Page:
Wednesday, 11 March 2015 14:52

Apple's watch is just another data-gathering device Featured

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Whether Apple's watch fails or not — and that is a relative question — it matters not one whit to the company. This is just another device which will help to boost the company's data gathering.

And that is the name of the game for the present and the future. Massive data banks, of every kind, are being built up by digital companies and mined for on-selling and niche advertising.

Governments are building up even bigger banks of data, with the National Security Agency in the US far ahead of the rest of the world.

As to success, when you are a company which is valued at more than US$700 billion, you can afford to put up with a few "failures". The margins on all Apple gadgets are huge and even balancing the books will be fine because of the massive amount of personal data that the watch will collect.

The Apple watch will help in gathering personal data of the medical kind as will all wearable devices. This will be of use to big pharma, doctors, insurance companies and the like.

Any new devices that Apple creates will have an innate advantage because they will play perfectly with the existing ones – the iPhone, the iPad, the iMac and the MacBook, all of which are extremely popular among a certain class of user. And Apple's reputation for producing quality hardware will help sell any gadget it produces.

The Apple watch has the added advantage of being around on an individual more of the time than any other Apple device. You are bound to forget your mobile at times, but the watch, never. Its absence is more acutely felt as it is discernible to the user both by touch and sight.

The data conundrum is a frightening one if one looks at it a little closely. You only need what Australia digital expert George Brandis called metadata to build up a more or less complete profile of a human being's activities.

One visit to a psychiatrist could do an individual out of a job. One visit to a brothel could lead to a priest being defrocked. Unless you are a nitpicker, you will not bother to switch off the internet connectivity on your phone, watch or whatever.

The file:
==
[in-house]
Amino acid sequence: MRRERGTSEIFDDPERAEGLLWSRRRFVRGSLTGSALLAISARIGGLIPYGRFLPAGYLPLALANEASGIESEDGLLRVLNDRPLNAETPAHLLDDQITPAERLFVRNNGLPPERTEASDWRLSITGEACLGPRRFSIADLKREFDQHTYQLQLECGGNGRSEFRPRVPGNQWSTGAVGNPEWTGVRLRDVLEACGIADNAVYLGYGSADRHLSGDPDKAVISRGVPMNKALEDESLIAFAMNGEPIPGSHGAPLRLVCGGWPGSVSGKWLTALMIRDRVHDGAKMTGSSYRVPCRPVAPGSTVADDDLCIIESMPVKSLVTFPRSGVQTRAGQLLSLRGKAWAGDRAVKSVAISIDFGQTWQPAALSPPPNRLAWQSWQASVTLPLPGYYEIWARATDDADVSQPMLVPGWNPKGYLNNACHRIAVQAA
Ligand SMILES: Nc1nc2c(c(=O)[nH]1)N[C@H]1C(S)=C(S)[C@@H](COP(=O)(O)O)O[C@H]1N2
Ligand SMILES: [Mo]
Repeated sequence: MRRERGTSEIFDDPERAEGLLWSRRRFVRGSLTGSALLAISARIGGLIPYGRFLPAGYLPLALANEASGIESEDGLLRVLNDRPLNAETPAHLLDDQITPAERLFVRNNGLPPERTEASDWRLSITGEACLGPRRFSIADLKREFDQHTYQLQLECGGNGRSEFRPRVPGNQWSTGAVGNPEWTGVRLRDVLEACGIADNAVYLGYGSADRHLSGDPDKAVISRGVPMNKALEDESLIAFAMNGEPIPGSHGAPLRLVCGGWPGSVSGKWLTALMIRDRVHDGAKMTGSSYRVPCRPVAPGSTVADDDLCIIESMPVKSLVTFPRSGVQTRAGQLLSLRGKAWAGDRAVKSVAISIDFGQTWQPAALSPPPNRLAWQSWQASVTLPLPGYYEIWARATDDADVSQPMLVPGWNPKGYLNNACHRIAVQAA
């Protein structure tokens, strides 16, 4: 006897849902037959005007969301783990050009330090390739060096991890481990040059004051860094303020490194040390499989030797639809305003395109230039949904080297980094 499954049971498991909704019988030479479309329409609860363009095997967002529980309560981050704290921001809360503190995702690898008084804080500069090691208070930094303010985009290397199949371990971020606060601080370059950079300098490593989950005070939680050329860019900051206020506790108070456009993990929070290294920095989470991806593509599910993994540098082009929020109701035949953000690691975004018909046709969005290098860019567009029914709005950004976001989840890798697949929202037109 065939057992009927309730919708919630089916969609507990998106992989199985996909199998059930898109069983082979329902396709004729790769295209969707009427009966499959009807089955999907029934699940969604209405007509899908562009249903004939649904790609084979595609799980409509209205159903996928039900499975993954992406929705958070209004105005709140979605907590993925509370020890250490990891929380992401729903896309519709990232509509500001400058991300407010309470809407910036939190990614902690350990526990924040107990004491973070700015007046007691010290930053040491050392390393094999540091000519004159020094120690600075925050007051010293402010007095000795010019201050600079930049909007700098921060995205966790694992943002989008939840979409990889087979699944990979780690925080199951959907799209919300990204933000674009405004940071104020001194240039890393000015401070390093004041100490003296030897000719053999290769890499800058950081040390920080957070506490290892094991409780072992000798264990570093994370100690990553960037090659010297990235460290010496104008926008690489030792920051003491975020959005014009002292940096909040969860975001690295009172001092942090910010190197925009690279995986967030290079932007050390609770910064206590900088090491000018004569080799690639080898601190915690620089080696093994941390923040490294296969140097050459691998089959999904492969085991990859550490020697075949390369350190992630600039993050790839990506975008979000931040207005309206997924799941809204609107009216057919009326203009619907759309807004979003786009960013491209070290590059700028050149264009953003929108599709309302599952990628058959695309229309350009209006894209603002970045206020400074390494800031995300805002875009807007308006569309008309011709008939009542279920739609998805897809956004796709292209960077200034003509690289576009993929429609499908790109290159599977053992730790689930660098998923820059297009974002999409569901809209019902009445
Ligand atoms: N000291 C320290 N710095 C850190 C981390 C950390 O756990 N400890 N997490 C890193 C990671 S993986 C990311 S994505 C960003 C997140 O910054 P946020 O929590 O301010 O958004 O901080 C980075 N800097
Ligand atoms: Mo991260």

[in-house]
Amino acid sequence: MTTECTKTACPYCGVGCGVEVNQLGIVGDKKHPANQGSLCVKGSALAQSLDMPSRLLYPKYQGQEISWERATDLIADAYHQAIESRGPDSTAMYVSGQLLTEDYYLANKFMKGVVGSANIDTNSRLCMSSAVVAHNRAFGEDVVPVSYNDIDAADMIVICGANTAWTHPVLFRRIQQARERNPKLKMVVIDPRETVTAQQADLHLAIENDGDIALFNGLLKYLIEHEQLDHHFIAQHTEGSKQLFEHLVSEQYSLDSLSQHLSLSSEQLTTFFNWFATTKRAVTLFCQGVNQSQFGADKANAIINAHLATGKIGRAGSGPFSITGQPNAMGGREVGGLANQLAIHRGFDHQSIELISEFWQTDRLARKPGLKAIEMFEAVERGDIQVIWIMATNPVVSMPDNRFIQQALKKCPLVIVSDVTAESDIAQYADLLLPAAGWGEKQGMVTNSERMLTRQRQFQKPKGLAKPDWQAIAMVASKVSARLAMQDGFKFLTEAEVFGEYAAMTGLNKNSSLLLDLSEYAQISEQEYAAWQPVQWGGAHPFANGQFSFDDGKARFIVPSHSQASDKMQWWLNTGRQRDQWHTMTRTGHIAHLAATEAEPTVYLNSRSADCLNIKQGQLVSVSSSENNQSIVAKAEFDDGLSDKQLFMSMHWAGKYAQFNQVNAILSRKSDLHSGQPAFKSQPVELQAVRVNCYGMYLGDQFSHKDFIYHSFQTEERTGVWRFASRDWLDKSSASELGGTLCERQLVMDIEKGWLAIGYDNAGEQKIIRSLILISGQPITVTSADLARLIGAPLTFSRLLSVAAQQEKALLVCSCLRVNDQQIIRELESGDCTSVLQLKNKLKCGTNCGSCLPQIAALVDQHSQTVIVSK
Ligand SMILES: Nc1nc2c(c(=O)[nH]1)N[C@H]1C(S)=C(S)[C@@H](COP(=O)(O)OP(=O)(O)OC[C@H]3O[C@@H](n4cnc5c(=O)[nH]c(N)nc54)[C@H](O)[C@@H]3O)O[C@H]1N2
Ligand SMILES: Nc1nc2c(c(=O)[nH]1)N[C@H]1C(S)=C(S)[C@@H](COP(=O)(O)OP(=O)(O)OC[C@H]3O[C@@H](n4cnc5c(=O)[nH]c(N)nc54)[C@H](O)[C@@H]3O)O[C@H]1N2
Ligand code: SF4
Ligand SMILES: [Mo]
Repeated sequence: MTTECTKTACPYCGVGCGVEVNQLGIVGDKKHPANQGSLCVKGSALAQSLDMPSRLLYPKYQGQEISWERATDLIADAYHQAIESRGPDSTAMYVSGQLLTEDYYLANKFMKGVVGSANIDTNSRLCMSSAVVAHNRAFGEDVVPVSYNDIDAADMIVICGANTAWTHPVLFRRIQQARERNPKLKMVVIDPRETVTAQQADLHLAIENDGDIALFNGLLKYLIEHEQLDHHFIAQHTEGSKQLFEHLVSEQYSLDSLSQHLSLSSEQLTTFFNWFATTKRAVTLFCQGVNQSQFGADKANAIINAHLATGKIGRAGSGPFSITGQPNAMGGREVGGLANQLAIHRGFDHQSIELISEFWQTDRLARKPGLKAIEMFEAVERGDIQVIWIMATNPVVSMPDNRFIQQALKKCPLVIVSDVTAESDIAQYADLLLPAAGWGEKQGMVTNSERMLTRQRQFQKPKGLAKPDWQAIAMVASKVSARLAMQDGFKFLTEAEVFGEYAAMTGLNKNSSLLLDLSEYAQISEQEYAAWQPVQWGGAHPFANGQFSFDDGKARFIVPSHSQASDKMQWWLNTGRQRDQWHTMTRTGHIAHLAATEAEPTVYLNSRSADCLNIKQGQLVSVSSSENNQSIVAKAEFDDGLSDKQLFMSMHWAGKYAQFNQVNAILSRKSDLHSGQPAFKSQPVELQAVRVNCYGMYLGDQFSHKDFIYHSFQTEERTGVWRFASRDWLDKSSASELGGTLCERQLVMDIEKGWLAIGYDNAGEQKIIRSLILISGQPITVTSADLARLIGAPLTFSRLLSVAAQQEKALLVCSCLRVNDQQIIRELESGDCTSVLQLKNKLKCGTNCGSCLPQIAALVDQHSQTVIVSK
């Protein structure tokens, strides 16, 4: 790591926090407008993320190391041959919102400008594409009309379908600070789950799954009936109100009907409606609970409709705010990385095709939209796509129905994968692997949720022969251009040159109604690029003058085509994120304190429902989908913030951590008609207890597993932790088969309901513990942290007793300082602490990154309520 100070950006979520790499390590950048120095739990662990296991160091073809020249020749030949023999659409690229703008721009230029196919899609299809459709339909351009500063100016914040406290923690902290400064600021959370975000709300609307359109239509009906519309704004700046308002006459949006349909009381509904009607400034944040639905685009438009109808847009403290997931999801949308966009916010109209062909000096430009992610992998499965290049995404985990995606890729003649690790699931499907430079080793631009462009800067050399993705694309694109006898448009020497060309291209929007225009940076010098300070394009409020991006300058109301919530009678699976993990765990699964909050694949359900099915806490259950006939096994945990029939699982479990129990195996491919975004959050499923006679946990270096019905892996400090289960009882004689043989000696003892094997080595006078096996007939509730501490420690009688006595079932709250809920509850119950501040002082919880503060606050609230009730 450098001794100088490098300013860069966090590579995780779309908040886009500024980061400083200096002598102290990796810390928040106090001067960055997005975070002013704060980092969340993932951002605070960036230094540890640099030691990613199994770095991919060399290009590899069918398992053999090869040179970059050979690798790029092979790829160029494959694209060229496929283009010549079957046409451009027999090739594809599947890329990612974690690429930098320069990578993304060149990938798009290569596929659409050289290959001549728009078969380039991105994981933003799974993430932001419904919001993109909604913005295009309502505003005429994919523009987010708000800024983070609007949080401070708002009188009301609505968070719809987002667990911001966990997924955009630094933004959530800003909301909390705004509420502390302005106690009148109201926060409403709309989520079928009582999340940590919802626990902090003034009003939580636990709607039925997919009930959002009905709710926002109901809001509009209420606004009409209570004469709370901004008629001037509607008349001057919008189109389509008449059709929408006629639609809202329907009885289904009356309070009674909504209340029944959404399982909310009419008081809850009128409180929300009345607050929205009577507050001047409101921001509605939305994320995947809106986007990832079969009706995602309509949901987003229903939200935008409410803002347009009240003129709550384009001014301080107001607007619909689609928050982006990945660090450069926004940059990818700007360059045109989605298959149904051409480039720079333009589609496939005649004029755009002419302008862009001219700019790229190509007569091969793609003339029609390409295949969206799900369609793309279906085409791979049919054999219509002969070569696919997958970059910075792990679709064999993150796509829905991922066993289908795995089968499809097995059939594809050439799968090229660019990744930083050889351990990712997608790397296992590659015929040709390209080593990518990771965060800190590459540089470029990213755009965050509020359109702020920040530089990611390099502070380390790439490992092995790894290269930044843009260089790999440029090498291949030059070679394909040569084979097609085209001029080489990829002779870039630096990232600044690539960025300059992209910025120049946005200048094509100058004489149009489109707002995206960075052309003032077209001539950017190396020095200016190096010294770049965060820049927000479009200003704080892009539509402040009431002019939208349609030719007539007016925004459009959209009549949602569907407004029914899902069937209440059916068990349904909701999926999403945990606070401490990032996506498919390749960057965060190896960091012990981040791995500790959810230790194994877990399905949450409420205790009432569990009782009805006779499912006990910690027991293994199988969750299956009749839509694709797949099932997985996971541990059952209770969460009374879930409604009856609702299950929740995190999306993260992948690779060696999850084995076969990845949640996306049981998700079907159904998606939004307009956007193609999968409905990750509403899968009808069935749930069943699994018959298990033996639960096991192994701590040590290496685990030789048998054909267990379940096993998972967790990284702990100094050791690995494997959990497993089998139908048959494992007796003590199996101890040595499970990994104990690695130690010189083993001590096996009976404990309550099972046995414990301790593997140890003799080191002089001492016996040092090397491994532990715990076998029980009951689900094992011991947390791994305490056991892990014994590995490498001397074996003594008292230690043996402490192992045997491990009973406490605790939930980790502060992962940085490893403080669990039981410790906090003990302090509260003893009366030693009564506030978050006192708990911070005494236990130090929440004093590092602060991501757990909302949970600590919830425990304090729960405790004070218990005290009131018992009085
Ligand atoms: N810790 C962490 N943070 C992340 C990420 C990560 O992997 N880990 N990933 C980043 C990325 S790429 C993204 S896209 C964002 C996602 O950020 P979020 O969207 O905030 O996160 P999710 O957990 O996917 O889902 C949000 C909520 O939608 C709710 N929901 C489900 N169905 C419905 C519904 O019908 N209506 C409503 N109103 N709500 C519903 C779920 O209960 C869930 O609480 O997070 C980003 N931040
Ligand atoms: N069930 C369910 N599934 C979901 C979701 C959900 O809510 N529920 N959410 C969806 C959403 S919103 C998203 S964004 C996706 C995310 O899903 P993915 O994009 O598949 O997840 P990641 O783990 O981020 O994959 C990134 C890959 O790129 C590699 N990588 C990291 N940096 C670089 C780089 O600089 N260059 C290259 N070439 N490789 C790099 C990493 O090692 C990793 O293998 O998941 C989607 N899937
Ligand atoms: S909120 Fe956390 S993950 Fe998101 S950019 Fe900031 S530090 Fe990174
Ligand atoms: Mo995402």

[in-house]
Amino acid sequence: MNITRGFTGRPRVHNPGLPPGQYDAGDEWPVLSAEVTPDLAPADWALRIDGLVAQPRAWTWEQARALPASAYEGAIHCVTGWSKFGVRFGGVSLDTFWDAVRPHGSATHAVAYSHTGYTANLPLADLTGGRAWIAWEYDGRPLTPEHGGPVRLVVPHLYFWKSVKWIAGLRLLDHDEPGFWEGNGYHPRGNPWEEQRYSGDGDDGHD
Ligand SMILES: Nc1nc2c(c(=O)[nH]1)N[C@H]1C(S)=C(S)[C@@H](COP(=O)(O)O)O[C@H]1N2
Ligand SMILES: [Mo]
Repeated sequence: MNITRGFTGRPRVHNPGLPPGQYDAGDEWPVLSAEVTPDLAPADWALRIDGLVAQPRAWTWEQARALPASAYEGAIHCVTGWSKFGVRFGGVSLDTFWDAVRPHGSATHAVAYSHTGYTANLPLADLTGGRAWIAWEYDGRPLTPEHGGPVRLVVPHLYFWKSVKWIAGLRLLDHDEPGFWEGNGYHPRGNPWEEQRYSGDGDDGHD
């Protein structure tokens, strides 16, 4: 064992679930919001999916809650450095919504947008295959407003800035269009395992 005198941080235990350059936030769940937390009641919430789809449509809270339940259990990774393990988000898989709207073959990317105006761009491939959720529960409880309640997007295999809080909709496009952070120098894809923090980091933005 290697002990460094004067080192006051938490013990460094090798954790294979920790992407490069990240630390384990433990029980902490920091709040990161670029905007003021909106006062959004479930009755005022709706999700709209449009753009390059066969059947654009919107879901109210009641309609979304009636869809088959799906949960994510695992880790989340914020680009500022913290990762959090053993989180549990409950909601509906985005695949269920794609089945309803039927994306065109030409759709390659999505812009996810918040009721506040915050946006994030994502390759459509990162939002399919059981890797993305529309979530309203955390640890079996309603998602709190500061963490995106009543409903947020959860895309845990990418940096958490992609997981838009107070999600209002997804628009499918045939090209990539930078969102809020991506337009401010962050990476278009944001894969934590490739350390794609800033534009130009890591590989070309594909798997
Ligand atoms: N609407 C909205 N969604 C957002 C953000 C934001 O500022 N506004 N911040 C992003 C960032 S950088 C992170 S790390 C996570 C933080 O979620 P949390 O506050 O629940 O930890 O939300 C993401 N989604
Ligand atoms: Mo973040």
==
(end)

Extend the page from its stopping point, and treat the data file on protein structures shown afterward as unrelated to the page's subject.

One visit to the location of a crime scene — you could even just be passing by — and you may be asked to come to court to provide evidence. If governments do not have the geo-location data, they will probably buy it from digital companies. This means a good revenue source for Apple, among others.

Of course, this will not stop people from buying more and more of these devices. People have loads of spare time on their hands these days and any new — and novel — way of wasting time will be more than welcome. The era of looking at cat videos on the laptop may be drawing to a close and people will probably be looking at them on a watch soon.

Image: Courtesy greenpeace.org

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Sam Varghese

Sam Varghese has been writing for iTWire since 2006, a year after the site came into existence. For nearly a decade thereafter, he wrote mostly about free and open source software, based on his own use of this genre of software. Since May 2016, he has been writing across many areas of technology. He has been a journalist for nearly 40 years in India (Indian Express and Deccan Herald), the UAE (Khaleej Times) and Australia (Daily Commercial News (now defunct) and The Age). His personal blog is titled Irregular Expression.

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